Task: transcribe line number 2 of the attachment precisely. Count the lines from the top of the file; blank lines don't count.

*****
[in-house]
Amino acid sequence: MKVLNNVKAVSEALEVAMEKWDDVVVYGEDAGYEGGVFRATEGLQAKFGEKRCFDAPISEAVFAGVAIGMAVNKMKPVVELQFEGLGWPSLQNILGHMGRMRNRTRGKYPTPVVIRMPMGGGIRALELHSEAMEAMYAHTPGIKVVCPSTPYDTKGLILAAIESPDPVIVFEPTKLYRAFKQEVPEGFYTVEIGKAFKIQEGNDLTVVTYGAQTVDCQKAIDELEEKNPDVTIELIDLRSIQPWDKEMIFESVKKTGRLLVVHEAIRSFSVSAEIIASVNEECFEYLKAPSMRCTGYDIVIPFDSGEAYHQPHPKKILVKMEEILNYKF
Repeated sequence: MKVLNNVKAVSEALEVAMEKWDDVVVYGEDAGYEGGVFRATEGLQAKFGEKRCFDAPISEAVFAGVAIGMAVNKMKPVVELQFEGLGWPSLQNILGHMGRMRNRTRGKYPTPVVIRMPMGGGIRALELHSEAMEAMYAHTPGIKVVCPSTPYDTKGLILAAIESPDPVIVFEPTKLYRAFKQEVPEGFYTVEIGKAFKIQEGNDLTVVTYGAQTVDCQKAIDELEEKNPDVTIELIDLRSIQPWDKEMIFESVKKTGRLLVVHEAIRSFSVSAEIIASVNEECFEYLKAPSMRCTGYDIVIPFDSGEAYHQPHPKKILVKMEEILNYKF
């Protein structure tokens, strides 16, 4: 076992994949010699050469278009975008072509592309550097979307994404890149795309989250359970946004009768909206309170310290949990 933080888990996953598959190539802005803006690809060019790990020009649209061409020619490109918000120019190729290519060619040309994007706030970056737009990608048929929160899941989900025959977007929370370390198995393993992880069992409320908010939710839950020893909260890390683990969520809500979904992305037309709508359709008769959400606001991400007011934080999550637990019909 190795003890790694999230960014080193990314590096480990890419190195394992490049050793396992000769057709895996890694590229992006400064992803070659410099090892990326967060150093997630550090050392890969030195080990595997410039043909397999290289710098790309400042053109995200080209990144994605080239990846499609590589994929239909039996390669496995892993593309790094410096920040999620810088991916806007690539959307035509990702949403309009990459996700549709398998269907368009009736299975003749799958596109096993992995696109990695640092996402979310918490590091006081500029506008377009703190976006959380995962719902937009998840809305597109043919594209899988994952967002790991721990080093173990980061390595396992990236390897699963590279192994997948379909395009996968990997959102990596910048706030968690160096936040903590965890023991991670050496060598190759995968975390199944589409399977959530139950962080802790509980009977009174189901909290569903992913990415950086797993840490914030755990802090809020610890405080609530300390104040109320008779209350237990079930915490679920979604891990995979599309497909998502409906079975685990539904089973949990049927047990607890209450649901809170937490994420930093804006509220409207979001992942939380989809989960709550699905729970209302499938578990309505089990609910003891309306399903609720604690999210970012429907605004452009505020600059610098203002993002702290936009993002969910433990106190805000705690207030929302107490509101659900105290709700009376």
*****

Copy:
Amino acid sequence: MKVLNNVKAVSEALEVAMEKWDDVVVYGEDAGYEGGVFRATEGLQAKFGEKRCFDAPISEAVFAGVAIGMAVNKMKPVVELQFEGLGWPSLQNILGHMGRMRNRTRGKYPTPVVIRMPMGGGIRALELHSEAMEAMYAHTPGIKVVCPSTPYDTKGLILAAIESPDPVIVFEPTKLYRAFKQEVPEGFYTVEIGKAFKIQEGNDLTVVTYGAQTVDCQKAIDELEEKNPDVTIELIDLRSIQPWDKEMIFESVKKTGRLLVVHEAIRSFSVSAEIIASVNEECFEYLKAPSMRCTGYDIVIPFDSGEAYHQPHPKKILVKMEEILNYKF